During a recent tour facilitated by Georgetown Public Hospital Corporation (GPHC) Drugs Bond Manager, June Barry, it was stated, “There is no shortage of drugs at the facility.”
That statement has sparked outrage among medical personnel at the GPHC
It was reported that there had been a shortage of 70/30 Insulin, Lasix, Paracetamol and Aspirin—all of them drugs found on the World Health Organization’s (WHO) List of Essential Medicines. GPHC’s Administrative Manager, Yvonne Bullen, had contended that the 70/30 insulin for adults was indeed in short supply but that there was enough for emergency cases and that an order had been placed for new supplies and expected shortly.
However, this newspaper learnt from credible sources that spoke under the condition of anonymity, that there is a short supply of Paracetamol and Aspirin at the hospital and at some of the various clinics throughout the compound, the Medical Clinic being the chief outlet short of the basic drugs.
The Insulin (70/30) and Lasix situation has reportedly been fixed since the statement was issued.
One source alleged that the tour was nothing but a whimsical attempt by the administration to cover up their purported shortcomings. One staff member posed the question, “If there is no shortage of drugs, then why don’t patients in the medical clinic get Aspirin?”
The source then continued; “Almost everyone in the Medical Clinic needs something as basic as Aspirin.”
Yet another source complained that another aspect was drug mismanagement as there are drugs but they are often expired. These would be sent to the dispensaries, one very concerned member of staff stated.
“But we can’t give the public expired drugs, so there is indeed a shortage of the various drugs at times.”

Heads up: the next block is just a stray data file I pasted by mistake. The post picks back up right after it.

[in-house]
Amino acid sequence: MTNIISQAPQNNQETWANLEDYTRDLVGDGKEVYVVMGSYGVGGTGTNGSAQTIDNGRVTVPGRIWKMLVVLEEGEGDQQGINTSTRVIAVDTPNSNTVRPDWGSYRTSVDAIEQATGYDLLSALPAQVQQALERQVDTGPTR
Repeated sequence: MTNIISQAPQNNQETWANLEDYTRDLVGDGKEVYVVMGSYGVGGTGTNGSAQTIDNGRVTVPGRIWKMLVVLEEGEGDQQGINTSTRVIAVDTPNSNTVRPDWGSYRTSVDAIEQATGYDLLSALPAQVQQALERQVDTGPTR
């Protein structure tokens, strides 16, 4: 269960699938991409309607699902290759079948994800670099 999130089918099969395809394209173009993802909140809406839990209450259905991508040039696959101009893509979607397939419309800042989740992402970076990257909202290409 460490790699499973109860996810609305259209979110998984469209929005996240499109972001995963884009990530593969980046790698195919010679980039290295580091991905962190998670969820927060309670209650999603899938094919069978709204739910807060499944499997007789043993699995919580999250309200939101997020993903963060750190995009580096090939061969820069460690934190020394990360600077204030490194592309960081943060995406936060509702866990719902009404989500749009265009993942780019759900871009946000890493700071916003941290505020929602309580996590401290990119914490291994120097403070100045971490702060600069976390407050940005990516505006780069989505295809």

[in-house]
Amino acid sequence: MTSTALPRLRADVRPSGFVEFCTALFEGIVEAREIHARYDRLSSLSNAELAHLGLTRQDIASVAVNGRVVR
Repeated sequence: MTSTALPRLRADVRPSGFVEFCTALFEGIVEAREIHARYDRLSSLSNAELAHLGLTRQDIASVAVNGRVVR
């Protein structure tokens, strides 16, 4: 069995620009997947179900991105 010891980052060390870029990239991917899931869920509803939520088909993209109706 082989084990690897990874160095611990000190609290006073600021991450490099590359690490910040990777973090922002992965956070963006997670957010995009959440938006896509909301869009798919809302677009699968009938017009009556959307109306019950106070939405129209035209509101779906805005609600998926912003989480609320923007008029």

The case of drugs being expired is reportedly said to be a regular occurrence at Guyana’s leading medical facility. A spokesman close to the issue stated, “It happens all the time; a lot of drugs end up being expired so it’s not just limited to Paracetamol and Aspirin.”
This newspaper was told that the storage bonds at times would be filled with one particular drug in excess and other types at a normal level, thus leading to the overstocked drug expiring.
Kaieteur News spoke to some of the patients in the medical clinic and several people confirmed that while some of their required medical prescriptions were being filled at the hospital’s main pharmacy, they were still being asked to buy Aspirin and Paracetamol in some cases.
Paracetamol, Aspirin and Lasix are described as the cornerstone drugs of the World Health Organization (WHO); basic medication needed in all parts of the world. Paracetamol is often used to relieve minor to moderate pains while Aspirin is used to treat fever, pain and inflammation; medication that most if not all Guyanese have needed to use at some point in their lives.
Kaieteur News attempted to contact Minister of Public Health Dr. George Norton for comments regarding the development of this unfolding controversy but was told he would be unavailable for a few days as he was out of Georgetown on outreaches in various parts of the country.
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